Citing most of the same evidence that I have written about over the past few weeks, Washington Post columnist David Ignatius, whose access to key policymakers (outside of Vice President Dick Cheney’s office) is second to no other Washington daily journalist argues in his Sunday column that the Bush administration is unlikely to bomb Iran before it leaves office. It’s an important column, not only because he is more specific about the messages conveyed by the chairman of the Joint Chiefs of Staff, Adm. Michael Mullen, (and DNI chief Adm. Michael McConnell before him) to top officials in Israel this summer — that the U.S. would “oppose overflights of Iraqi airspace to attack Iran” — but also because he has been told by a “senior official” that the administration will announce what has been rumored for the past month — that Washington will indeed open an interest section in Tehran. Given the trauma of the 1979-81 hostage crisis, I personally believe that the presence of U.S. diplomats in Tehran virtually guarantees that the U.S. will not attack Iran so long as they remain there. If the prediction of Ignatius’ senior official comes true, it’s a very, very big deal in my view.
Ignatius is particularly close to both the Pentagon brass and the intelligence community (and he’s writing a book to be published in September with Zbigniew Brzezinski and Brent Scowcroft). His mention of the study by the Washington Institute for Near Policy (WINEP) — which clearly tries to downplay the international consequences of a U.S. and/or Israeli preventive attack on Iran’s nuclear facilities — is particularly interesting in that respect. The study, which its authors have strenuously denied is aimed at making such an attack much more “thinkable,” is nonetheless quite concerning, even more so because Tony Lake and Susan Rice (among Obama’s closest foreign-policy advisers) effectively endorsed it. It’s clearly on the minds of some people who count.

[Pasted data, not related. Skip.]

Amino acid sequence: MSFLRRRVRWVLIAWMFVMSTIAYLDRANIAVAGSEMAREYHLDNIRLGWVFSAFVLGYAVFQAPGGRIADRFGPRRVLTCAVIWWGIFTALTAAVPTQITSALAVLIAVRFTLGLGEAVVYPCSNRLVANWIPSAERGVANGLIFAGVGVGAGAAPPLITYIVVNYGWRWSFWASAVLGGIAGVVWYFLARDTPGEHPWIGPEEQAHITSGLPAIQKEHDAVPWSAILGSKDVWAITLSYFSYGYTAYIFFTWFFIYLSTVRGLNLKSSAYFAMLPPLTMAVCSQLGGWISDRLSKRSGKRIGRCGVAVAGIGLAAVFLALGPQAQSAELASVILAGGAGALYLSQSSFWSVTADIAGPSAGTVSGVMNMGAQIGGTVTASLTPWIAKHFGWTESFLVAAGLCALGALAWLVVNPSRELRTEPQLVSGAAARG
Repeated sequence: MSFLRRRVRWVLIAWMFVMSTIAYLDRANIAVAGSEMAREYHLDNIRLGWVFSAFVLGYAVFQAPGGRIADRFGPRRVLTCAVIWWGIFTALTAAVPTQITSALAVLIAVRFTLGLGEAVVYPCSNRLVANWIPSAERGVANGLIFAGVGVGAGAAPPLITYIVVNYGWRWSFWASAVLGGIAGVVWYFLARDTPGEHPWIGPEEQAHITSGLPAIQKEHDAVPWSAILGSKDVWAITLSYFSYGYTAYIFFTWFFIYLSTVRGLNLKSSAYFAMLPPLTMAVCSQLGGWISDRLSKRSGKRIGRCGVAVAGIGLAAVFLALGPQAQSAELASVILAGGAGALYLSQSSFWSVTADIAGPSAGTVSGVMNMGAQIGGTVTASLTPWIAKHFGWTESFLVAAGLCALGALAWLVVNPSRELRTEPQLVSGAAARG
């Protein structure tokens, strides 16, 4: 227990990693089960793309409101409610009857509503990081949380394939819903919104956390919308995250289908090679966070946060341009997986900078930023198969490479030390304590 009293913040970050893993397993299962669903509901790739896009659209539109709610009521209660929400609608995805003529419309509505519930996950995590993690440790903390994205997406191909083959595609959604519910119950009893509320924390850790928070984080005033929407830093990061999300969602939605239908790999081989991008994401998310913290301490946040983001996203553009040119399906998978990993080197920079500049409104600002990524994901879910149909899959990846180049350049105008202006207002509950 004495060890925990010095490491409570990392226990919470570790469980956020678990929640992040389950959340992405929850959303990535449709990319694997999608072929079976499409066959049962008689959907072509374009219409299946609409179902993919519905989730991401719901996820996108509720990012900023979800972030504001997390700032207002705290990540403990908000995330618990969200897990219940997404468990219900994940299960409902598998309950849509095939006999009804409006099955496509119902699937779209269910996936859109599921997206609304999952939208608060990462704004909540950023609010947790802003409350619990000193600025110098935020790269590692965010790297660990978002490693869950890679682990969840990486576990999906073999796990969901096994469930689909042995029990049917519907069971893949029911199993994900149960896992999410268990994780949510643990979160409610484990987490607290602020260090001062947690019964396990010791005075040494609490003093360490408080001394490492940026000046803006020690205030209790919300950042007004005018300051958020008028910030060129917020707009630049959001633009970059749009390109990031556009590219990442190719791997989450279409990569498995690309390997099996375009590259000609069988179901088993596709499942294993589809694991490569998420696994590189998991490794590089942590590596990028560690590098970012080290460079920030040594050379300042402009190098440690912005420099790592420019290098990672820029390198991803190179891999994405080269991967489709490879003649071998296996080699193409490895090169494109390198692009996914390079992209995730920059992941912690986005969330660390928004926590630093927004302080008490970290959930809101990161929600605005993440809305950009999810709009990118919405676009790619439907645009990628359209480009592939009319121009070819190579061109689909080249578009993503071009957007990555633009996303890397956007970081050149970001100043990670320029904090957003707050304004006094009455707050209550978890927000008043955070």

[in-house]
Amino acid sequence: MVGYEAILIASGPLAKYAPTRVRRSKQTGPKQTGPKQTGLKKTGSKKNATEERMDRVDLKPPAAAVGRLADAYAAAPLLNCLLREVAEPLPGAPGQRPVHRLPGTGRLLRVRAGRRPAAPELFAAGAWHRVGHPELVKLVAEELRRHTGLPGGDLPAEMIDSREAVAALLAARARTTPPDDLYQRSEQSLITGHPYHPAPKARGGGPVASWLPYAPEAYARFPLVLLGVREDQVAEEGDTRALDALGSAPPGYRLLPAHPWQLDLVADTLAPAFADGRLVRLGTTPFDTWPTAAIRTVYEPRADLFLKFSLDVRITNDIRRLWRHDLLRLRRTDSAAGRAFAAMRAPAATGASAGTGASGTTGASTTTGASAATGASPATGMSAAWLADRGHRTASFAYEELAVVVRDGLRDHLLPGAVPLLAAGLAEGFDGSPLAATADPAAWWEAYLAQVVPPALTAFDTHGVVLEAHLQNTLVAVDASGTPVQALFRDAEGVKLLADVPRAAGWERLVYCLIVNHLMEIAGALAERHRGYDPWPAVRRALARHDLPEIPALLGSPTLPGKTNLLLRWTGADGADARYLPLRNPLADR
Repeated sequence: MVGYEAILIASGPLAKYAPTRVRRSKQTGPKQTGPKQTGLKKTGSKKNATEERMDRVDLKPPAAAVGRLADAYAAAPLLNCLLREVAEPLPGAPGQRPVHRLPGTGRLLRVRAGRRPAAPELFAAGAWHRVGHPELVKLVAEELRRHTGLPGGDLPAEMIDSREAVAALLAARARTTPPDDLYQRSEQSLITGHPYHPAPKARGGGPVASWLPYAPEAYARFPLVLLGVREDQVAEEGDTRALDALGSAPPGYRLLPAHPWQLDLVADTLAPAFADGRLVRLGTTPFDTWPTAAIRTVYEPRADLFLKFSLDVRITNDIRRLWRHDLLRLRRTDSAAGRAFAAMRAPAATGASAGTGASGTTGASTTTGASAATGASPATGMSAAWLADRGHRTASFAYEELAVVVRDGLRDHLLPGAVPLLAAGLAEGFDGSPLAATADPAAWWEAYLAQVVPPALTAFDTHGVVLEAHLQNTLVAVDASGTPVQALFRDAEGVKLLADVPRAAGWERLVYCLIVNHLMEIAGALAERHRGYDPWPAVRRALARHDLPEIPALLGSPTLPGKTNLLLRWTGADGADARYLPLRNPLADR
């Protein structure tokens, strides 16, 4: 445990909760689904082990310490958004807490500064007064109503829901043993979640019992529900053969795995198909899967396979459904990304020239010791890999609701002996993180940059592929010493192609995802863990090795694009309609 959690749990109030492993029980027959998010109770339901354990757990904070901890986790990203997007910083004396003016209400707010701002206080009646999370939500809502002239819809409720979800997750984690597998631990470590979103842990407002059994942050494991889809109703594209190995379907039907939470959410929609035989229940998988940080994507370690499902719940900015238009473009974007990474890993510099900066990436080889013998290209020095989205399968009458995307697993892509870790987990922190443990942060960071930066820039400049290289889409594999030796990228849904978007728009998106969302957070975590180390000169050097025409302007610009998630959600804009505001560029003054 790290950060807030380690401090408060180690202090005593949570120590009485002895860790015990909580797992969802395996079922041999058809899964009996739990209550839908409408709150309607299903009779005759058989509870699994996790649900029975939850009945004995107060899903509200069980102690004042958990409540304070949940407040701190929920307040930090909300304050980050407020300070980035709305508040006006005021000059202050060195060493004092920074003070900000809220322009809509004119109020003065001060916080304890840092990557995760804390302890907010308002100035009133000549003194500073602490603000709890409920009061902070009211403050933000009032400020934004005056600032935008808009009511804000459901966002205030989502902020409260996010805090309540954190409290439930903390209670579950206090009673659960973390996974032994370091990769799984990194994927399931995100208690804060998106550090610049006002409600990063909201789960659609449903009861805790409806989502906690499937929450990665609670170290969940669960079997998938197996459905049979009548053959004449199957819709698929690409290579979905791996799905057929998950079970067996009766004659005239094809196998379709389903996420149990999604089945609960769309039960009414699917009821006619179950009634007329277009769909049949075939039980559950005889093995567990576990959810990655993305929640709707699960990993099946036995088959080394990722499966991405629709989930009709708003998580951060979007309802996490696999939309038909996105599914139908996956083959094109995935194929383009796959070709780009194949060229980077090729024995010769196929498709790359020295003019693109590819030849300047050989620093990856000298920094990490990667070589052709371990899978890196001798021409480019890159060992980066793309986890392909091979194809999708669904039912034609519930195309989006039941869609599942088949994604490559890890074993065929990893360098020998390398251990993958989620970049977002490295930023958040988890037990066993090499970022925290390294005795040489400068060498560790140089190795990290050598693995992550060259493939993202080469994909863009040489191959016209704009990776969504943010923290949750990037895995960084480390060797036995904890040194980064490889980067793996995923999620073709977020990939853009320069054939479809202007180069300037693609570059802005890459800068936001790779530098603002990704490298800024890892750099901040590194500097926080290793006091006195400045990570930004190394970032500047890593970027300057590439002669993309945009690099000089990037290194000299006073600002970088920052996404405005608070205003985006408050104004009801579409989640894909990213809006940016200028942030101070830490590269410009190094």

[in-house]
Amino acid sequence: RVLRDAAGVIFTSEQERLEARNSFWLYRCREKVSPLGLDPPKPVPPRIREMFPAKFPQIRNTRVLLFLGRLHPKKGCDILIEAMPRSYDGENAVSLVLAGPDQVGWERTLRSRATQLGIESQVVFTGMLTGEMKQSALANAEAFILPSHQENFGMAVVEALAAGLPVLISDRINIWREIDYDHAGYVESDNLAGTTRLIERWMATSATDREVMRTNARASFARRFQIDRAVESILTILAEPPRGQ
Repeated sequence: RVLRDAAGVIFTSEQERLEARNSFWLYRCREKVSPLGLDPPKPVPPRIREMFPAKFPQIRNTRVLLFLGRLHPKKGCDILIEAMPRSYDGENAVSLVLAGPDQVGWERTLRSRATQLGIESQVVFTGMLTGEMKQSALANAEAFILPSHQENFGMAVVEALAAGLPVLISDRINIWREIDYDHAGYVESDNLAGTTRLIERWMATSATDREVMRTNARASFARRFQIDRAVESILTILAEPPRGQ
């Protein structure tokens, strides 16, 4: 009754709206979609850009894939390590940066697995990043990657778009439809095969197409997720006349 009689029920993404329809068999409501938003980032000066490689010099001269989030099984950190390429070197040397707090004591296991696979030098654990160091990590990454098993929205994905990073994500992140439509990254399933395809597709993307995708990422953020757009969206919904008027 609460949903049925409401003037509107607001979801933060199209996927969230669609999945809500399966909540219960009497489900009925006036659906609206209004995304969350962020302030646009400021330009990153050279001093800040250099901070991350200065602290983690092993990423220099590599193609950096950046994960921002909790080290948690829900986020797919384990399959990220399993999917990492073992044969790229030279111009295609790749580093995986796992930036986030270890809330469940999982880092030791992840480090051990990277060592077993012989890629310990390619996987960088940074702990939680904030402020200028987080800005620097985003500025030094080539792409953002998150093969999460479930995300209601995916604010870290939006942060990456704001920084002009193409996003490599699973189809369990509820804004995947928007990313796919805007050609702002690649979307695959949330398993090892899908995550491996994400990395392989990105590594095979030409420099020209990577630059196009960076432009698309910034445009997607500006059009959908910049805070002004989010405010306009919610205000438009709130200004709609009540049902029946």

After reading the column, you should also look at Col. Pat Lang’s caution about it on his always-incisive blog. He generally agrees with Ignatius’ analysis, expands on it in important ways, but notes that the current commander-in-chief could prove disturbingly unpredictable in the wake of the November elections. If, on the other hand, U.S. diplomats are in place by then, I think his options will have narrowed considerably.
The point that a U.S. diplomatic presence in Tehran makes a U.S. attack on Iran even more unlikely is spot on. Two days before the Ignatius column appeared, I sent in an article for Liberty that covers Iraq, Afghanistan, Pakistan and Iran. It discusses why a U.S. attack is almost certainly not in the cards. The article will be out online in late August or right after Labor Day; on newstands a few days later.
Irrespectove of whether there’s a U.S. diplomatic presence in Iran, I don’t think there’s any chance Bush would launch an attack after the election — even if Obama beats McCain. The Israelis, on the other hand, might take advantage of the post-election, pre-inauguration period to do so, though I think it highly unlikely.
When you’re posting again, Jim, I’d like to see your views on the Russia-Georgia conflict, with particular attention paid to the role of the neocons.
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